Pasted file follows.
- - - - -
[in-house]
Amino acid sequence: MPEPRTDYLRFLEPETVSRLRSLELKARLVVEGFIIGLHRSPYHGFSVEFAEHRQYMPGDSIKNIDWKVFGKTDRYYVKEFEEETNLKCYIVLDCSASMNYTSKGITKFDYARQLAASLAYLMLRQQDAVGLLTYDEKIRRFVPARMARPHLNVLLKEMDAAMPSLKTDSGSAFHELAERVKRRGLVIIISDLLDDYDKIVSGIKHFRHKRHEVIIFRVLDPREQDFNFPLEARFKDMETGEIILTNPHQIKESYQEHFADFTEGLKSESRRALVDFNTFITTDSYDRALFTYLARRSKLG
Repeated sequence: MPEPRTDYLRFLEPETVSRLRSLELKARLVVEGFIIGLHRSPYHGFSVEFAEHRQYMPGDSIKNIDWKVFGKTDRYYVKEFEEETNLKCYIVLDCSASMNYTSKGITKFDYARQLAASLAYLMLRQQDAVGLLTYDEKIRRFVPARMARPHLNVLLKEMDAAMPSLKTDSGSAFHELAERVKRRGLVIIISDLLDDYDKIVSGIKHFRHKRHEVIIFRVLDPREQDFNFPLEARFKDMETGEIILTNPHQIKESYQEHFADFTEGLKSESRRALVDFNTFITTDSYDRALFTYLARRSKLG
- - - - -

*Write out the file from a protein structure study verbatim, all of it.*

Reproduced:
[in-house]
Amino acid sequence: MPEPRTDYLRFLEPETVSRLRSLELKARLVVEGFIIGLHRSPYHGFSVEFAEHRQYMPGDSIKNIDWKVFGKTDRYYVKEFEEETNLKCYIVLDCSASMNYTSKGITKFDYARQLAASLAYLMLRQQDAVGLLTYDEKIRRFVPARMARPHLNVLLKEMDAAMPSLKTDSGSAFHELAERVKRRGLVIIISDLLDDYDKIVSGIKHFRHKRHEVIIFRVLDPREQDFNFPLEARFKDMETGEIILTNPHQIKESYQEHFADFTEGLKSESRRALVDFNTFITTDSYDRALFTYLARRSKLG
Repeated sequence: MPEPRTDYLRFLEPETVSRLRSLELKARLVVEGFIIGLHRSPYHGFSVEFAEHRQYMPGDSIKNIDWKVFGKTDRYYVKEFEEETNLKCYIVLDCSASMNYTSKGITKFDYARQLAASLAYLMLRQQDAVGLLTYDEKIRRFVPARMARPHLNVLLKEMDAAMPSLKTDSGSAFHELAERVKRRGLVIIISDLLDDYDKIVSGIKHFRHKRHEVIIFRVLDPREQDFNFPLEARFKDMETGEIILTNPHQIKESYQEHFADFTEGLKSESRRALVDFNTFITTDSYDRALFTYLARRSKLG